in terms of the dearth of intellectual abilities of people in the field, i won't say that i haven't had similar thoughts. but i will say that there are many many brilliant people in the field and i've been lucky enough to be mentored by several of them. i think that as a student and a new professional, it is ESSENTIAL that you have a good mentor/model. if you're the smartest person you know of course you're not going to be inspired. also you may be smart but you need someone with experience to share their wisdom.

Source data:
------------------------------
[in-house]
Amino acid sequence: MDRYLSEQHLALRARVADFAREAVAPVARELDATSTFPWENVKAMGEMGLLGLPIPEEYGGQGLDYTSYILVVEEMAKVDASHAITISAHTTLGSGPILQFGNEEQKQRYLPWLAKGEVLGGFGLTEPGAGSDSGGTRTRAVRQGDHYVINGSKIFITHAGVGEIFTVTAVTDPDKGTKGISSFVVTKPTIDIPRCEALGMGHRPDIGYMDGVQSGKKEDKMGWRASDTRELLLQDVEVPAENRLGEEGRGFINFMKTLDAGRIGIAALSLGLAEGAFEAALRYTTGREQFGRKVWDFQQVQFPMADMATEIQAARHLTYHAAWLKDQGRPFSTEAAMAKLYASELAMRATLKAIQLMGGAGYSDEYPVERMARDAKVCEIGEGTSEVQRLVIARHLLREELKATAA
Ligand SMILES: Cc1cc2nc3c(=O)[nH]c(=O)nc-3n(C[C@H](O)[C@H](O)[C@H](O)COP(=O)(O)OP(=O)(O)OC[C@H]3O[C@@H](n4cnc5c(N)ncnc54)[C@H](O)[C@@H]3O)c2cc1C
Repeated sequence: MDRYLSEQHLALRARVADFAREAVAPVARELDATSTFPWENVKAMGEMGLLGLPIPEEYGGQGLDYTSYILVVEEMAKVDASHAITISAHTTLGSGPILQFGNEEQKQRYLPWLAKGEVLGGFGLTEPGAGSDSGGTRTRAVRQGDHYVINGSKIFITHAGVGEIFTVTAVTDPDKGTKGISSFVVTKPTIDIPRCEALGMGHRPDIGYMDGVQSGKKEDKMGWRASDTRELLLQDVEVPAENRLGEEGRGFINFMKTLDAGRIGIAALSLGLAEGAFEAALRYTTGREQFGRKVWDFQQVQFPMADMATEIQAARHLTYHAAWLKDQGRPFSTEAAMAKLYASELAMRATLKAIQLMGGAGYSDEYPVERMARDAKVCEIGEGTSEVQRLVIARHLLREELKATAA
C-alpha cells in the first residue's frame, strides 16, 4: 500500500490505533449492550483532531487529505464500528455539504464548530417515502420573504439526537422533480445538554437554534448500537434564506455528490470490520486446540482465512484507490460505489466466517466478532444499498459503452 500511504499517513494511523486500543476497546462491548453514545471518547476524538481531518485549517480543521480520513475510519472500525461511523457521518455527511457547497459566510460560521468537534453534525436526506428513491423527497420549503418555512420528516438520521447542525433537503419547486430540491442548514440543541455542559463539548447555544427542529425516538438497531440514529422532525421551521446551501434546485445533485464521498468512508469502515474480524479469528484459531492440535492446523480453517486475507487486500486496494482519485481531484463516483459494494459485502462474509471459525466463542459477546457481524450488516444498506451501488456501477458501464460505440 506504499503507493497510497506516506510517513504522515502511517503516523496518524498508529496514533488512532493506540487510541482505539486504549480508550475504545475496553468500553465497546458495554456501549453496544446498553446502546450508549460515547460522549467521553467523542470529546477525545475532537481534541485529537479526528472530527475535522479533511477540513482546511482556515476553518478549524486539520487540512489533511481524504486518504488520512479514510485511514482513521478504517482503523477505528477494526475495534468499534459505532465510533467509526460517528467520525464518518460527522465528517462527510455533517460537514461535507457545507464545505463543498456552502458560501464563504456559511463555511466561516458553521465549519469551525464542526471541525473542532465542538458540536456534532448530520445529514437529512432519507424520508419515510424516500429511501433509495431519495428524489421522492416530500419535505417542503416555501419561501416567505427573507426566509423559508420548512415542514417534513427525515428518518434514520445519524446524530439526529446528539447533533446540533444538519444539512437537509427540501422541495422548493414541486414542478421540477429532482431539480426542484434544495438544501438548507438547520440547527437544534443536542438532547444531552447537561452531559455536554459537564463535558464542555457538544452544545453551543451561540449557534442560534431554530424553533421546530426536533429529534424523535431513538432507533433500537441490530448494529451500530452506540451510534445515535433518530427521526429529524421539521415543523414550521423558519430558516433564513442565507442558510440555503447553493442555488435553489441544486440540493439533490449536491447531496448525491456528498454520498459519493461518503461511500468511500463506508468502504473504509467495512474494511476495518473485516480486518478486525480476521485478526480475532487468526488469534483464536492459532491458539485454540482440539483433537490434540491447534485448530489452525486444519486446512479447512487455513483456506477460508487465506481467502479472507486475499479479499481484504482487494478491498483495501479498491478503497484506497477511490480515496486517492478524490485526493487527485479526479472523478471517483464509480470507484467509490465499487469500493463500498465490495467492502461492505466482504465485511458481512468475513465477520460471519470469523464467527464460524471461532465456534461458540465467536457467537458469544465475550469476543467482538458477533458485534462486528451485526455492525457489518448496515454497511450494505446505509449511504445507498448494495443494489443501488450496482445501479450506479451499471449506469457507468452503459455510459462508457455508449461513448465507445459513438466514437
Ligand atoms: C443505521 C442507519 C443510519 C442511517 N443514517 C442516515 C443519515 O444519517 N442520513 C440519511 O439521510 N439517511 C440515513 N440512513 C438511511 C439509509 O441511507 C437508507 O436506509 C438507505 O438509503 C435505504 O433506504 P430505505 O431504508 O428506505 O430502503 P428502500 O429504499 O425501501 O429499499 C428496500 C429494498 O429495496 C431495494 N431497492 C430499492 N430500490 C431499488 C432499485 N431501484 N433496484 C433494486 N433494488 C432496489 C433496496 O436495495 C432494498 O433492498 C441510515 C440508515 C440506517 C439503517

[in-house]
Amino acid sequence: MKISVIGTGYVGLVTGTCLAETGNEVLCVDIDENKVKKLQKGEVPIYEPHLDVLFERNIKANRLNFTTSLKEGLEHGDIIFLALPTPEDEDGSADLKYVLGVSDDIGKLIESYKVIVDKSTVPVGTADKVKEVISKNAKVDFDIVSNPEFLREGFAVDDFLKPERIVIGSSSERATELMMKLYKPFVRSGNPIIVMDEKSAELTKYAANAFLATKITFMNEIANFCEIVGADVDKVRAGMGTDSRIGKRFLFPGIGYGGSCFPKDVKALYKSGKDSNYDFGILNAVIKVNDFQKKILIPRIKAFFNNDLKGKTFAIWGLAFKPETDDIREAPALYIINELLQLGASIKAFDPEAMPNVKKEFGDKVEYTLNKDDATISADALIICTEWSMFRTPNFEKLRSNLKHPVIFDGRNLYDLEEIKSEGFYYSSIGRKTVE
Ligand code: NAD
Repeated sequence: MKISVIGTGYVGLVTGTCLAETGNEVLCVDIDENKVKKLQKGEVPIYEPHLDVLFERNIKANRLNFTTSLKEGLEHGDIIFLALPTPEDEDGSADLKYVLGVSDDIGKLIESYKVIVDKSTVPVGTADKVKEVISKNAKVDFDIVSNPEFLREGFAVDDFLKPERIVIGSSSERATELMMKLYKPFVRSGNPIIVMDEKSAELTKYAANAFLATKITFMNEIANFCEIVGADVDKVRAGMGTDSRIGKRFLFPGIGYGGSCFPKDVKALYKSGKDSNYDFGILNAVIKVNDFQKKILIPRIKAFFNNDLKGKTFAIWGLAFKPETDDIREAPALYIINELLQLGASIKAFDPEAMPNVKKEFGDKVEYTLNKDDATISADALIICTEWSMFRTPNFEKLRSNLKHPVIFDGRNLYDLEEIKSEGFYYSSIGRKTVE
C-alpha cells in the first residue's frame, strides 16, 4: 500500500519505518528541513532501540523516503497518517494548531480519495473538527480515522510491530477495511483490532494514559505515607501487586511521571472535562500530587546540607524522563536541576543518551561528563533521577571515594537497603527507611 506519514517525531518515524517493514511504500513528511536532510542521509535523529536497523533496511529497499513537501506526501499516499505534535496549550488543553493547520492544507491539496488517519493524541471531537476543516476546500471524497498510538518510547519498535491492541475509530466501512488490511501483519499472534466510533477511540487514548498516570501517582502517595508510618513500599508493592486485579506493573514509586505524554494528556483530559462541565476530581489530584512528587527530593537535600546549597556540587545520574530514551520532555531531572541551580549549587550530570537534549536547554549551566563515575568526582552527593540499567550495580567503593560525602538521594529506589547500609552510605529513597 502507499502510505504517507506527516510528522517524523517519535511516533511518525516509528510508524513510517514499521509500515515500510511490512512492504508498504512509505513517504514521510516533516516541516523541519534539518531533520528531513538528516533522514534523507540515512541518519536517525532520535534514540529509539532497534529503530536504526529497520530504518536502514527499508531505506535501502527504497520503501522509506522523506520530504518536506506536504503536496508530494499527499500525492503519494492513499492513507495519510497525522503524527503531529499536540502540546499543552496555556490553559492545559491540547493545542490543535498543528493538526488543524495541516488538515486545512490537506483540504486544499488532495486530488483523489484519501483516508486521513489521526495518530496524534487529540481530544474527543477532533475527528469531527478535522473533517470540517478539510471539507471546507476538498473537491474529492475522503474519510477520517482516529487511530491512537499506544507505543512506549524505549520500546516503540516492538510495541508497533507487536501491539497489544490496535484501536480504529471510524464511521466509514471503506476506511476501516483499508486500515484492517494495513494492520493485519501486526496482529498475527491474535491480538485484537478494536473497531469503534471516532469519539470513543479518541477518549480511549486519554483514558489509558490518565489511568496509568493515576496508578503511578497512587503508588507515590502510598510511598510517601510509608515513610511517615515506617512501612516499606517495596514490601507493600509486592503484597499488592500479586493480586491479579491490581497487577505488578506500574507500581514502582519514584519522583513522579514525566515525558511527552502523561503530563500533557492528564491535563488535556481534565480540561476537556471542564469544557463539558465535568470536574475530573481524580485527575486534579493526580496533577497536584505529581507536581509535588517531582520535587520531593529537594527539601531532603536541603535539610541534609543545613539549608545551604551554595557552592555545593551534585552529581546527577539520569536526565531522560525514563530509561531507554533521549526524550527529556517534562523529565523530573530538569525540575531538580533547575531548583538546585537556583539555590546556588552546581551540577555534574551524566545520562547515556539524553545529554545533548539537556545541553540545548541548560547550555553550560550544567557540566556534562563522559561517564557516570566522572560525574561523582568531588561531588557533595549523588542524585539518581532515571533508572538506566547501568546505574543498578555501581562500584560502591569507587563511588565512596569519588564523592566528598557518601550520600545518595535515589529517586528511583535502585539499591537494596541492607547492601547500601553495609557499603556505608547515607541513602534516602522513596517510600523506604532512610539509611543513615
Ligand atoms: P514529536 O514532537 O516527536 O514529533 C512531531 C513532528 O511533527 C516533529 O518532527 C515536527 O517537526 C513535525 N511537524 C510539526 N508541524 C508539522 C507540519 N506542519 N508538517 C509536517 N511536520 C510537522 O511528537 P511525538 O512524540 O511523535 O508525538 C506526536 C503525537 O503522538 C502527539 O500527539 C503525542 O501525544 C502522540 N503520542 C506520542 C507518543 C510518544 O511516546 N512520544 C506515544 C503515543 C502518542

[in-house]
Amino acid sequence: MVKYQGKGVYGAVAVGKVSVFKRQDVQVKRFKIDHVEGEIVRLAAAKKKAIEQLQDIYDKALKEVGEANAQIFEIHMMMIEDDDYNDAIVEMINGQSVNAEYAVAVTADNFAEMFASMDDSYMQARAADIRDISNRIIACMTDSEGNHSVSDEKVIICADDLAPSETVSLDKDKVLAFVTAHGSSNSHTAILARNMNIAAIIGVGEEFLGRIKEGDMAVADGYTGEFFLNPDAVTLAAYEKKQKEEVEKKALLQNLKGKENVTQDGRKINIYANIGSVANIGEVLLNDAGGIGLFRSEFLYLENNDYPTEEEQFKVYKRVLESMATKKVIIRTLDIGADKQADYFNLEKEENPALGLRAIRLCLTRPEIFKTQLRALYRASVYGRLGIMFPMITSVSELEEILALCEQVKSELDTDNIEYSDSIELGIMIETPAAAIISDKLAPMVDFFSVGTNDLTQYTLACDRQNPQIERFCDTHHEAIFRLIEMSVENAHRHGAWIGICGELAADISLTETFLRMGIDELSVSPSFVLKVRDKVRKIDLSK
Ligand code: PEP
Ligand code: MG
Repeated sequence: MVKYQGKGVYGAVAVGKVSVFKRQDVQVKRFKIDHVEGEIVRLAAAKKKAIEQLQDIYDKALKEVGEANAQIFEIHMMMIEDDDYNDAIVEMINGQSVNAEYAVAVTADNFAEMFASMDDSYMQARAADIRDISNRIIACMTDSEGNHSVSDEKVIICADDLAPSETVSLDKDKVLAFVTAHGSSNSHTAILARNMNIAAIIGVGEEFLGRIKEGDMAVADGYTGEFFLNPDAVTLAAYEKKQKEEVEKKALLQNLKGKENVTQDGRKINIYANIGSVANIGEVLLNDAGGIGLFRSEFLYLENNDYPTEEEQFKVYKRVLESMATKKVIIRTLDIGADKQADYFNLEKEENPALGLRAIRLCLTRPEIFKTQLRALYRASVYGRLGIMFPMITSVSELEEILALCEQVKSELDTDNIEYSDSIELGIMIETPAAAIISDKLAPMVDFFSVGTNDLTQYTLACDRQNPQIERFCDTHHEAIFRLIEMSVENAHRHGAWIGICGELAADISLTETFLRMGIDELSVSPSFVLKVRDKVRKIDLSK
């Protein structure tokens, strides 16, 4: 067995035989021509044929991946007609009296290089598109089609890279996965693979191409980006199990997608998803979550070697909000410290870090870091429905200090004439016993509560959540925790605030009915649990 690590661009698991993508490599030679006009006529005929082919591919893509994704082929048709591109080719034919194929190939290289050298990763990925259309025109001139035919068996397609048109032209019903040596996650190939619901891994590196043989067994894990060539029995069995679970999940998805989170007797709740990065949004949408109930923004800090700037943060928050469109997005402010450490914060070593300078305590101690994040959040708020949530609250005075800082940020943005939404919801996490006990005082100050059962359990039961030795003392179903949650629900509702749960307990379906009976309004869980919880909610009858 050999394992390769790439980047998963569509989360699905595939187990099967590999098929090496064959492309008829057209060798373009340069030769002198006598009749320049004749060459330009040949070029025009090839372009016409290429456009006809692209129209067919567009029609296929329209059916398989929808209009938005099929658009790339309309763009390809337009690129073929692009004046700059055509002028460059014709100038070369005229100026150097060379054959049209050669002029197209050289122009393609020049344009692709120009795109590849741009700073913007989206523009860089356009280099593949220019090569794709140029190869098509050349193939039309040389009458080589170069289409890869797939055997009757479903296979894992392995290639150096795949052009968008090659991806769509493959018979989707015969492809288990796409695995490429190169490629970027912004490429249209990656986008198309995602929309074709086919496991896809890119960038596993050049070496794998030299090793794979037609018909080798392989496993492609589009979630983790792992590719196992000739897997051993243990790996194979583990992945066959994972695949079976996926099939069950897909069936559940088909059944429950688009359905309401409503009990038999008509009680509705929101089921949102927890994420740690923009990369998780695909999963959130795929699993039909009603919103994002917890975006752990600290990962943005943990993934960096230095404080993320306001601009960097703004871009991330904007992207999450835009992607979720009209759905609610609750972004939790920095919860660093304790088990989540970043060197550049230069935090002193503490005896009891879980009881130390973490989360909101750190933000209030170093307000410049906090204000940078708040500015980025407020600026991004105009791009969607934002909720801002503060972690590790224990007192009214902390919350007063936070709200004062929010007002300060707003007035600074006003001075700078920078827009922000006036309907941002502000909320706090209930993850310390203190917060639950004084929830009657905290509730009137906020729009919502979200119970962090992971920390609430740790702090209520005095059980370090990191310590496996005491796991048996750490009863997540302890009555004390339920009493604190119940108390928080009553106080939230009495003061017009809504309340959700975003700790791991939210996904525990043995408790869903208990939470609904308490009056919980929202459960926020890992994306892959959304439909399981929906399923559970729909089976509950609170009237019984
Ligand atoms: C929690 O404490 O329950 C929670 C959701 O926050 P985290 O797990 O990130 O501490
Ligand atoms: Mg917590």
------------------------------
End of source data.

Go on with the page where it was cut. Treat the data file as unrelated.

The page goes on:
Last edited: 09.25.11
  14. eastr90

    eastr90 Removed

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    Redacted.
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  15. cidanu

    cidanu

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    like.
  16. CBA300

    CBA300